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Reportagem Publication logo Junho 18, 2022

The Mexican Poison That Intoxicates the Amazon (Spanish)

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An aerial overview of a deforested area contaminated with mercury in Brazil.
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Uncovering the origin and the traffic of the mercury used for gold mining in the Amazon Forest.

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This story excerpt was translated from Spanish. To read the original story in full, visit Proceso. You may also view the original story on the Rainforest Journalism Fund website here. Our website is available in English, Spanish, bahasa Indonesia, French, and Portuguese.



Gold mining in the Amarakaeri communal reserve, Madre de Dios, Peru. Photo by Alejandro Saldivar. Peru, 2022.

MADRE DE DIOS, Peru (Proceso) - Larri Ihuizi Keontehuari usually carries a gold nugget in his pocket which can sell for 220 soles (60 dollars) per gram. He is a small man with an elusive look and, at 31 years of age, is the president of the Harakmbut community of Puerto Luz, in the southeast of the Peruvian Amazon, where the indigenous communities can extract gold from their territory without requesting authorization from the government. They can even, as Larri does, bring in non-indigenous guests to do so.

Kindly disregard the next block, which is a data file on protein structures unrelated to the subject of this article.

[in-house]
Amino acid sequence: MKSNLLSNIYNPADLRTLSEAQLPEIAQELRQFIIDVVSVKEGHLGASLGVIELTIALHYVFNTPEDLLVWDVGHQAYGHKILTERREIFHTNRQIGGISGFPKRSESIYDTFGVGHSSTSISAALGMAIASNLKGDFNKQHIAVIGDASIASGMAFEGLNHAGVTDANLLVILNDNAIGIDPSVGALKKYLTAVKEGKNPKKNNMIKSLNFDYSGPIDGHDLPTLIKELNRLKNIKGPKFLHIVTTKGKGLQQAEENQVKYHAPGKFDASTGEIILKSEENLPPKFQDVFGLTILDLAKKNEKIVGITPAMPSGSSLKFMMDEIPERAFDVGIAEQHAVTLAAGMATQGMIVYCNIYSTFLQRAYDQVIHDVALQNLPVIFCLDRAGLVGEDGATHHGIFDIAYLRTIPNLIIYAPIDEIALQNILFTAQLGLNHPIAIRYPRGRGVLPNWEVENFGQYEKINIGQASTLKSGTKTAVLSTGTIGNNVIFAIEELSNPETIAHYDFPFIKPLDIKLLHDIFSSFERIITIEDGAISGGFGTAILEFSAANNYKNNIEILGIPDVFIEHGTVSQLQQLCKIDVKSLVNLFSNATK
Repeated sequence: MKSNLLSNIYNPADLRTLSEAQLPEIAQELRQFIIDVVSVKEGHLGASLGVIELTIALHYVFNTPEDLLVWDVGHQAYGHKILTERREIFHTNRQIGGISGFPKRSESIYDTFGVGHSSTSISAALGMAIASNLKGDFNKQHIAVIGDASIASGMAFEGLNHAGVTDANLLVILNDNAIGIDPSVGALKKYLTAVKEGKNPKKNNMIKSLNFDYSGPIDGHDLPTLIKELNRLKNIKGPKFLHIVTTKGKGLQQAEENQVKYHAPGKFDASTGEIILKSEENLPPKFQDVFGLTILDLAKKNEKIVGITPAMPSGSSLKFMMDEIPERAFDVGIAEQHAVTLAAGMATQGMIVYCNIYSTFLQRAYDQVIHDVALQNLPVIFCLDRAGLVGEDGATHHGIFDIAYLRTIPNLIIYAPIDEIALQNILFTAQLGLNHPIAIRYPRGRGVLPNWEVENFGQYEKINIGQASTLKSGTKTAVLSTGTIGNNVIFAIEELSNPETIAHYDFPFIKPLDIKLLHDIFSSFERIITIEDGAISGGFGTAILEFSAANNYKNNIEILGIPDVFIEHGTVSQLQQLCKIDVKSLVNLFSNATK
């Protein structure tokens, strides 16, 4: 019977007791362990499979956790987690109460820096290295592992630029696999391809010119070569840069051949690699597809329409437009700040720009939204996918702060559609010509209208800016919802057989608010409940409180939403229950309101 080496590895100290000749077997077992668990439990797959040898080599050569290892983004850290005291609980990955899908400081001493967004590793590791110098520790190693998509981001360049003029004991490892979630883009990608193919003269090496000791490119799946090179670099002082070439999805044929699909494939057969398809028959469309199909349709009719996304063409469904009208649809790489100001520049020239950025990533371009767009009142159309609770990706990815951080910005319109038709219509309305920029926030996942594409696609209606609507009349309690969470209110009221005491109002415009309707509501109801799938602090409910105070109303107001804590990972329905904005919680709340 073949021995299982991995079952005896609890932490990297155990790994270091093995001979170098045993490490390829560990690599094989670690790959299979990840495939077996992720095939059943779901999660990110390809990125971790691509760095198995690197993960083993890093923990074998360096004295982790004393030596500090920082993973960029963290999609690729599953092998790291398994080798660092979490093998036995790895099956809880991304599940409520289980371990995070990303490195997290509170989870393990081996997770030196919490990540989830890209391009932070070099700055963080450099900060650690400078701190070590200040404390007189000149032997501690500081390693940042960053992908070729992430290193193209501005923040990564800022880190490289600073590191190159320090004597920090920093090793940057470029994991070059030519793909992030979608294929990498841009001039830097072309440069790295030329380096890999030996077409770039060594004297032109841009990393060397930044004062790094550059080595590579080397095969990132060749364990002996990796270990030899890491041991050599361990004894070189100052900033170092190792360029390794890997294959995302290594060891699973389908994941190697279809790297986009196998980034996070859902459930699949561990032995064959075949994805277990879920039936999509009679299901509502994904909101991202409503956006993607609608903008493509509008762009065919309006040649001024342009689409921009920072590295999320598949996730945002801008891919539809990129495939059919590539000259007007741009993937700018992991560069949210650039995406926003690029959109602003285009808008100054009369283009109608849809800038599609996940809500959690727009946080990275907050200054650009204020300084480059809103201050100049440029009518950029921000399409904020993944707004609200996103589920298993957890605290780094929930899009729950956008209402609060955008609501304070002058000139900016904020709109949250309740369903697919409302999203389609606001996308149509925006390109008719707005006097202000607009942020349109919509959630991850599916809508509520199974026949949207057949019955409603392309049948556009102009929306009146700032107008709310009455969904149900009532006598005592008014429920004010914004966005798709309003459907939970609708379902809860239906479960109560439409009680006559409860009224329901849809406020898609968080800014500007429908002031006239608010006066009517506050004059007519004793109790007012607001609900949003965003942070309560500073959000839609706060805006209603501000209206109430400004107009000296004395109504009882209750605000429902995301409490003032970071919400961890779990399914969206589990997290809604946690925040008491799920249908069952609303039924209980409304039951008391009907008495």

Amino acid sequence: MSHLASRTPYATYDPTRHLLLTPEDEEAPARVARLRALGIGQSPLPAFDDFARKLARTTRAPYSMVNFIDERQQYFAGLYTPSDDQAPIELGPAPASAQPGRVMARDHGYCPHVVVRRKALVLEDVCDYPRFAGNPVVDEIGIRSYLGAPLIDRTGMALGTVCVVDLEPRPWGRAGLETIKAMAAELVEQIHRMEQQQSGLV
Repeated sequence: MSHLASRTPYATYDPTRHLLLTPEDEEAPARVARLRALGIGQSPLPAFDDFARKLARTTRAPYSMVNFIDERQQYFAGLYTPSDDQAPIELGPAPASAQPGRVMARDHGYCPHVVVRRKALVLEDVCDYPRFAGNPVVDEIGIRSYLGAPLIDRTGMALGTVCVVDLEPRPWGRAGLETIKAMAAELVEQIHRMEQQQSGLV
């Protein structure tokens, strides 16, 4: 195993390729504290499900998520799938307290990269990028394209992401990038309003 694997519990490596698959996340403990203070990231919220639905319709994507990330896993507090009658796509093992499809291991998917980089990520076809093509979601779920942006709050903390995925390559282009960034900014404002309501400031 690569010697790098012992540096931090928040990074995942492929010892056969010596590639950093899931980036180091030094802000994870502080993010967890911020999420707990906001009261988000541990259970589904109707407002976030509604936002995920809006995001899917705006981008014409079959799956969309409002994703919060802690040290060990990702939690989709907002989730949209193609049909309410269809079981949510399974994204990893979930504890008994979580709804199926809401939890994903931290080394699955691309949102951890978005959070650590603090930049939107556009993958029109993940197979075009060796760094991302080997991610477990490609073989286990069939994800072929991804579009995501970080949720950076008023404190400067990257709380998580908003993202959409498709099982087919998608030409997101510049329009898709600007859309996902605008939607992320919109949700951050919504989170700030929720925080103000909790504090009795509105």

To amalgamate gold into a solid pebble whose bright yellow grains stipple the Karene riverbed, miners - authorized and not, coming Madre de Dios every day from all over Peru - make a pile of sediment and pour into it a few drops of mercury. It takes between three and seven grams of quicksilver to produce one kilogram of gold.

Puerto Luz, sheltered by thick vegetation, has 62,000 hectares and 500 inhabitants. It is one of the 10 communities of the Amarakaeri communal reserve in the province of Manu, Madre de Dios region. To get there, the miners must spend at least 100 dollars to take two boats and three cab vans.


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These reports were produced thanks to the GRID-Arendal Investigative Journalism Grant 2022 and support from the Rainforest Journalism Fund of the Pulitzer Center.